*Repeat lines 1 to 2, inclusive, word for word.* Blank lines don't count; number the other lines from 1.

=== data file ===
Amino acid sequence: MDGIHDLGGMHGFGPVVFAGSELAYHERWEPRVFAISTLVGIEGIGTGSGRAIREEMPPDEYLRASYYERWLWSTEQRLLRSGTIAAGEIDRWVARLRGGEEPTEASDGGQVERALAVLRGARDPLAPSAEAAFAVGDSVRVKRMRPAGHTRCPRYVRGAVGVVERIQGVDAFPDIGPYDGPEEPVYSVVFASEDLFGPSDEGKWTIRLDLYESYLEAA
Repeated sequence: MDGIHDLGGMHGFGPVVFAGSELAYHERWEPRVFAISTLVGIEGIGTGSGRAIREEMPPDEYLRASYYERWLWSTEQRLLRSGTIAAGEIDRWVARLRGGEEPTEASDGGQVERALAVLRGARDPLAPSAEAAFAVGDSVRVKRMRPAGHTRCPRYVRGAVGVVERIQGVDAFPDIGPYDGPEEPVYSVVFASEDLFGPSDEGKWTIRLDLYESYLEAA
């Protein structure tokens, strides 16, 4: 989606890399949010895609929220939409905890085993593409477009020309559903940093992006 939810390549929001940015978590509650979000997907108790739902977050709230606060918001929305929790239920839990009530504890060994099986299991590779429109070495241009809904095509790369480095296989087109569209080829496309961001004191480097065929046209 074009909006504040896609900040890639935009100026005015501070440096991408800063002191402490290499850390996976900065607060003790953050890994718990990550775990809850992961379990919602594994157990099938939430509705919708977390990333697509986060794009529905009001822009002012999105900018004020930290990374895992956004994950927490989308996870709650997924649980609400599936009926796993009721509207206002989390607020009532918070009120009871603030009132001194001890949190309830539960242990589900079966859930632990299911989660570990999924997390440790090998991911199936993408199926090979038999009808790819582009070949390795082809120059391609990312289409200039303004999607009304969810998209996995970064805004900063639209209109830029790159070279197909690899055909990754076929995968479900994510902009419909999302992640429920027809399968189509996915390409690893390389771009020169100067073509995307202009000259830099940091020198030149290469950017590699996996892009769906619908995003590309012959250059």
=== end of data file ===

Amino acid sequence: MDGIHDLGGMHGFGPVVFAGSELAYHERWEPRVFAISTLVGIEGIGTGSGRAIREEMPPDEYLRASYYERWLWSTEQRLLRSGTIAAGEIDRWVARLRGGEEPTEASDGGQVERALAVLRGARDPLAPSAEAAFAVGDSVRVKRMRPAGHTRCPRYVRGAVGVVERIQGVDAFPDIGPYDGPEEPVYSVVFASEDLFGPSDEGKWTIRLDLYESYLEAA
Repeated sequence: MDGIHDLGGMHGFGPVVFAGSELAYHERWEPRVFAISTLVGIEGIGTGSGRAIREEMPPDEYLRASYYERWLWSTEQRLLRSGTIAAGEIDRWVARLRGGEEPTEASDGGQVERALAVLRGARDPLAPSAEAAFAVGDSVRVKRMRPAGHTRCPRYVRGAVGVVERIQGVDAFPDIGPYDGPEEPVYSVVFASEDLFGPSDEGKWTIRLDLYESYLEAA